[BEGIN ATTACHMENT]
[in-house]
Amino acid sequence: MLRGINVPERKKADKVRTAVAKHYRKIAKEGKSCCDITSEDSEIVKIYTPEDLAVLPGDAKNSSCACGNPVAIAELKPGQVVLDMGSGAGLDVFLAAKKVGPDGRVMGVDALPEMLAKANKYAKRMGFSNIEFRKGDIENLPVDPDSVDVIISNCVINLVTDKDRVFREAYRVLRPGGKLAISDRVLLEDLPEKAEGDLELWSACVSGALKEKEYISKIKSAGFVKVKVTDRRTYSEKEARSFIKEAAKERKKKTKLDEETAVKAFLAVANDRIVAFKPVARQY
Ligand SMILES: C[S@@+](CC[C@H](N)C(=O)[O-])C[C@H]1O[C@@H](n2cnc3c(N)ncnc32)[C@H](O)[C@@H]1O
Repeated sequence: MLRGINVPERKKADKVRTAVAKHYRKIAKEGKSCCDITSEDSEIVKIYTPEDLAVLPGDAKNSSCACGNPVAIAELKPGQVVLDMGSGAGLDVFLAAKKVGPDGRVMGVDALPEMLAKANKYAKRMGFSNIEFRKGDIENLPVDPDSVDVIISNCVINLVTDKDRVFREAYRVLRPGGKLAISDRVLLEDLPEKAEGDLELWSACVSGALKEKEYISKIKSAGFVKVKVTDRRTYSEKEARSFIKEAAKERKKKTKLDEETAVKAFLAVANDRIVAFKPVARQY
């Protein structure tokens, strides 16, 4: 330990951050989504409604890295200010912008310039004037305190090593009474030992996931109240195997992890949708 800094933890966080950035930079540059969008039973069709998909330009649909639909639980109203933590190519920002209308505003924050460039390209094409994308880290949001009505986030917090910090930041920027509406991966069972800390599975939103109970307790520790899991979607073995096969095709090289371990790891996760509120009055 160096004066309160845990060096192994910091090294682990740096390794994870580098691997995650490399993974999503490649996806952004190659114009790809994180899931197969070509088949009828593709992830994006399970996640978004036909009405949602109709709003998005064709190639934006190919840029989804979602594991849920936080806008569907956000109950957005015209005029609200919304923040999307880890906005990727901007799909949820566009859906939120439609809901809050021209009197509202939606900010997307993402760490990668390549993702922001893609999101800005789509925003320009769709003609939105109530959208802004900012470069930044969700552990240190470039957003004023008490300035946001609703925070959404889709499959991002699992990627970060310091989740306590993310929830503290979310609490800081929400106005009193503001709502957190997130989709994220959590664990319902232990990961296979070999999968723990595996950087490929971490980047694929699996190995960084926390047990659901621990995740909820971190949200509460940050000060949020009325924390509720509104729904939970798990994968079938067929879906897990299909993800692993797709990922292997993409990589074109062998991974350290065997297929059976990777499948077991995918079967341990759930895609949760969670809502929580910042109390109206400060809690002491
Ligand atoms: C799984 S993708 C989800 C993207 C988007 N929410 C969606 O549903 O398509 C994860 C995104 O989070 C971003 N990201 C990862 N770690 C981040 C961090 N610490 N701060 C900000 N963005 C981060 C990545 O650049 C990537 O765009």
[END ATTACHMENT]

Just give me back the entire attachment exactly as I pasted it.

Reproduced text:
[in-house]
Amino acid sequence: MLRGINVPERKKADKVRTAVAKHYRKIAKEGKSCCDITSEDSEIVKIYTPEDLAVLPGDAKNSSCACGNPVAIAELKPGQVVLDMGSGAGLDVFLAAKKVGPDGRVMGVDALPEMLAKANKYAKRMGFSNIEFRKGDIENLPVDPDSVDVIISNCVINLVTDKDRVFREAYRVLRPGGKLAISDRVLLEDLPEKAEGDLELWSACVSGALKEKEYISKIKSAGFVKVKVTDRRTYSEKEARSFIKEAAKERKKKTKLDEETAVKAFLAVANDRIVAFKPVARQY
Ligand SMILES: C[S@@+](CC[C@H](N)C(=O)[O-])C[C@H]1O[C@@H](n2cnc3c(N)ncnc32)[C@H](O)[C@@H]1O
Repeated sequence: MLRGINVPERKKADKVRTAVAKHYRKIAKEGKSCCDITSEDSEIVKIYTPEDLAVLPGDAKNSSCACGNPVAIAELKPGQVVLDMGSGAGLDVFLAAKKVGPDGRVMGVDALPEMLAKANKYAKRMGFSNIEFRKGDIENLPVDPDSVDVIISNCVINLVTDKDRVFREAYRVLRPGGKLAISDRVLLEDLPEKAEGDLELWSACVSGALKEKEYISKIKSAGFVKVKVTDRRTYSEKEARSFIKEAAKERKKKTKLDEETAVKAFLAVANDRIVAFKPVARQY
């Protein structure tokens, strides 16, 4: 330990951050989504409604890295200010912008310039004037305190090593009474030992996931109240195997992890949708 800094933890966080950035930079540059969008039973069709998909330009649909639909639980109203933590190519920002209308505003924050460039390209094409994308880290949001009505986030917090910090930041920027509406991966069972800390599975939103109970307790520790899991979607073995096969095709090289371990790891996760509120009055 160096004066309160845990060096192994910091090294682990740096390794994870580098691997995650490399993974999503490649996806952004190659114009790809994180899931197969070509088949009828593709992830994006399970996640978004036909009405949602109709709003998005064709190639934006190919840029989804979602594991849920936080806008569907956000109950957005015209005029609200919304923040999307880890906005990727901007799909949820566009859906939120439609809901809050021209009197509202939606900010997307993402760490990668390549993702922001893609999101800005789509925003320009769709003609939105109530959208802004900012470069930044969700552990240190470039957003004023008490300035946001609703925070959404889709499959991002699992990627970060310091989740306590993310929830503290979310609490800081929400106005009193503001709502957190997130989709994220959590664990319902232990990961296979070999999968723990595996950087490929971490980047694929699996190995960084926390047990659901621990995740909820971190949200509460940050000060949020009325924390509720509104729904939970798990994968079938067929879906897990299909993800692993797709990922292997993409990589074109062998991974350290065997297929059976990777499948077991995918079967341990759930895609949760969670809502929580910042109390109206400060809690002491
Ligand atoms: C799984 S993708 C989800 C993207 C988007 N929410 C969606 O549903 O398509 C994860 C995104 O989070 C971003 N990201 C990862 N770690 C981040 C961090 N610490 N701060 C900000 N963005 C981060 C990545 O650049 C990537 O765009």